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White Meat vs. Red Meat: A Breakdown for Those Earning a Nutritionist Certificate

It may come as no surprise that a diet heavy in meat diet is often frowned upon. In fact, the consumption of large amounts of red meat, and particularly processed meat, has been shown in research to be associated with many harmful health consequences—like cardiovascular disease, colorectal cancer, and even type 2 diabetes. To stave off these negative health effects, many have promoted white meat instead. 

But is white meat truly much healthier?

Students in nutrition and health studies understand the value of a healthy diet and the role it plays in our overall well-being. Knowing the difference between these meats can help students better optimize their dietary recommendations and training programs. 

Here, we introduce some key differences between white and red meat while covering some benefits and recent studies to shed more light on this much debated subject.

Understanding the Impact of White Meat

Typically, white meat is used in reference to any light-coloured meats that retain their colour even after cooking. This can encompass a range of meats, but most notably includes poultry, game birds, rabbits and, sometimes even fish

White meats are often considered the healthier option, particularly for those concerned about cholesterol and fat. However, a recent study published in the American Journal of Clinical Nutrition reveals interesting results that challenge that claim. The study separates healthy participants into three groups: consuming white meat, red meat, and non meat foods as a source of protein for a month. Interestingly, the results have found that:

  • The type of (non) meat foods did not significantly impact the rise of cardiovascular risks 
  • White meat did not add any nutritional value in reducing the risk of cardiovascular disease

Students earning a nutritionist certificate might be interested to know that the consumption of large amounts of saturated fats, regardless of the source of protein, made the biggest difference in this study—contributing to high cholesterol. 

Meat eaters should try to avoid consuming high levels of saturated fats even when maintaining a white-meat diet

Exploring the Health Benefits and Risks of Eating Red Meat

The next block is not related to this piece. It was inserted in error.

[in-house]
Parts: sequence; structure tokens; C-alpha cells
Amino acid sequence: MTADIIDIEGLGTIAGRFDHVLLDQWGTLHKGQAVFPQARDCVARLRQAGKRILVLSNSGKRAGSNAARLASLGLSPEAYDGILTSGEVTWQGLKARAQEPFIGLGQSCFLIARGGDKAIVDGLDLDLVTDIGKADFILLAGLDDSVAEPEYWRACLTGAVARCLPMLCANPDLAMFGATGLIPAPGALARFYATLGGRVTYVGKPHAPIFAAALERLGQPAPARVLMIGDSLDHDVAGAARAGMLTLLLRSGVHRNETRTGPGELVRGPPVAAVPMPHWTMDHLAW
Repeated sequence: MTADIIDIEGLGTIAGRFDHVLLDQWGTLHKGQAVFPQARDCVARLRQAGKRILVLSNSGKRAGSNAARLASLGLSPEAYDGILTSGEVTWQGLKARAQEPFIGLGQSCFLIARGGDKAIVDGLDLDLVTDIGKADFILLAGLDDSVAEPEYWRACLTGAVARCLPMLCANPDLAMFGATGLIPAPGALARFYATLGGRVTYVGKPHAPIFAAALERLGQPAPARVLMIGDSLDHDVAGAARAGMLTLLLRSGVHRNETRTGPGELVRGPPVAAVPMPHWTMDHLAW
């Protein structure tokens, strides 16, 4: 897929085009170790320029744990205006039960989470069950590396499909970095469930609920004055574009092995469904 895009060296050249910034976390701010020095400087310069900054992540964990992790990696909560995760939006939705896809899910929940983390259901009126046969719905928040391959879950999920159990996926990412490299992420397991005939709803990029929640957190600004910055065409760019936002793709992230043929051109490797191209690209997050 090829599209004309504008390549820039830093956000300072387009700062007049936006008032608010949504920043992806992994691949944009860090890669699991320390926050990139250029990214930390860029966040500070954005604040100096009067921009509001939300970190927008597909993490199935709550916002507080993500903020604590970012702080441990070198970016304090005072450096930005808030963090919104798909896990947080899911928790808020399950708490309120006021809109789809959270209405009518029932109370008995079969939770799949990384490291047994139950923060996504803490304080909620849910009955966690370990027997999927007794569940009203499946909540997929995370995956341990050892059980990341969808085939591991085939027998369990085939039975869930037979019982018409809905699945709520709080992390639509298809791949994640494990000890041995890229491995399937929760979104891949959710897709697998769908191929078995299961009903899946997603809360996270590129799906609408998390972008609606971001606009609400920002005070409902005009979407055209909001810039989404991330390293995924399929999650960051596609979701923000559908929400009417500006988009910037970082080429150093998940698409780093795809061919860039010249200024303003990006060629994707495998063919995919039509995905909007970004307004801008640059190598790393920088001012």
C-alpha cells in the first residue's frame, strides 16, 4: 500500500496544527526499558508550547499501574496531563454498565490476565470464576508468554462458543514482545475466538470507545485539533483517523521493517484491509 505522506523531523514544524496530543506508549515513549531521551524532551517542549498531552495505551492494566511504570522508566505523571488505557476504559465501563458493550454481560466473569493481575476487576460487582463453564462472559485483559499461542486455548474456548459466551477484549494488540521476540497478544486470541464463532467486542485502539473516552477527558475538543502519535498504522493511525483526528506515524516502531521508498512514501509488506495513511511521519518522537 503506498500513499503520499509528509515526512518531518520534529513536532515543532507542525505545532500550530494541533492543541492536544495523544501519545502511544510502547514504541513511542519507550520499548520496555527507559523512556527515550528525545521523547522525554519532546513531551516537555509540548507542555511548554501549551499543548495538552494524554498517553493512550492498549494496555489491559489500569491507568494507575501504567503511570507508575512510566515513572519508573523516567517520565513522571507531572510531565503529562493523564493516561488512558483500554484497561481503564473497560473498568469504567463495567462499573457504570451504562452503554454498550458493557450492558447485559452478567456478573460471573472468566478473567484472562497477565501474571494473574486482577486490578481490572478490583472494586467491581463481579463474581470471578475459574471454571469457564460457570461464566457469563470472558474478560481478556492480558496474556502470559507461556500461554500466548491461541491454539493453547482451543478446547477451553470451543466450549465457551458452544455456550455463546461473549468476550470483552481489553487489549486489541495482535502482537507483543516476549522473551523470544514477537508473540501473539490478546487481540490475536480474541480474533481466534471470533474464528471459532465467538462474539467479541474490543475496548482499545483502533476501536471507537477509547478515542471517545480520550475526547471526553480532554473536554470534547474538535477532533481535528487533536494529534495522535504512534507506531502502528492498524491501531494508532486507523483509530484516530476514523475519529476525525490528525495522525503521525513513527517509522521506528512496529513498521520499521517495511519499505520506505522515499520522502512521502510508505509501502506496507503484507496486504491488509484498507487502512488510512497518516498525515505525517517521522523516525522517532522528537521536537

Red meat is most often characterized by its high myoglobin content—an oxygen-binding protein found in heart and skeletal muscles. This protein contributes to the darker colour of red meats, which often refers to beef, pork, lamb, bison, and venison, to name a few examples. It should be noted that red meat can have some benefits due to its nutrient-dense content, with the most important being:

  • Iron – helps preserve vital functions and generates haemoglobin for the body
  • Zinc – helps the immune system and the body’s metabolism function (among others)
  • Vitamin B12 – helps to maintain the health of nerve and blood cells and to create DNA

Despite these benefits, red meat developed a bad reputation backed by research that links red and processed meats to heart disease, cancer, diabetes, and premature death. Meat-lovers can still enjoy their favourite red meats, but are advised to eat small amounts. For example, the World Cancer Research Fund recommends eating no more than three portions of about 350 to 500 grams of cooked meat per week. 

Meat-lovers can reduce health risks by eating less red and processed meats in their diet

Notable Considerations for Students Earning a Nutritionist Certificate

Both meat options have their own health advantages, giving the consumer added nutritional value when taken as part of a well-balanced diet. To better navigate the harmful side effects of consuming too much red meat, individuals can try to adopt a heavier plant-based diet. Ultimately, promoting a healthy diet and staying informed with the latest research should always be prioritized.

A healthy diet balances meat with plant-based foods

Students in nutrition and health programs will benefit from learning the fundamentals of nutrition, gaining a better understanding of the requirements, deficiencies, toxicities, and their role in our diet and health. Students will also be able to develop the skills needed to conduct successful nutritional assessments, allowing individuals to work towards improving their own health and well-being.

Are you interested in starting your nutritionist training in Ontario?

Contact AAPS for more information!

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